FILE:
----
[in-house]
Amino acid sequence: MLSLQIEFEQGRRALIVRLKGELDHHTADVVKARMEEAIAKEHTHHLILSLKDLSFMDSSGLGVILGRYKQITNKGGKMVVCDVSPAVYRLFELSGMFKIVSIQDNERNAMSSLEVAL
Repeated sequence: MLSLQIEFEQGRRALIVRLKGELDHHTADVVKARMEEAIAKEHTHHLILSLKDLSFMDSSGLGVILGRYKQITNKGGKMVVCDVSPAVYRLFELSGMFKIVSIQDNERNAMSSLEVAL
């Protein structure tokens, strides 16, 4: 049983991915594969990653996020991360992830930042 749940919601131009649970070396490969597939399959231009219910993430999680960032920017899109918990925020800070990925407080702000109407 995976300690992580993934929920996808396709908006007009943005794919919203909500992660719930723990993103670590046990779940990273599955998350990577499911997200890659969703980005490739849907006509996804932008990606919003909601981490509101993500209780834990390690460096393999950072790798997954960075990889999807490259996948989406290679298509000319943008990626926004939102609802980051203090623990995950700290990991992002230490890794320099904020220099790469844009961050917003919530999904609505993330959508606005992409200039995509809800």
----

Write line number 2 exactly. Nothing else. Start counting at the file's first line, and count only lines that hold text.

Amino acid sequence: MLSLQIEFEQGRRALIVRLKGELDHHTADVVKARMEEAIAKEHTHHLILSLKDLSFMDSSGLGVILGRYKQITNKGGKMVVCDVSPAVYRLFELSGMFKIVSIQDNERNAMSSLEVAL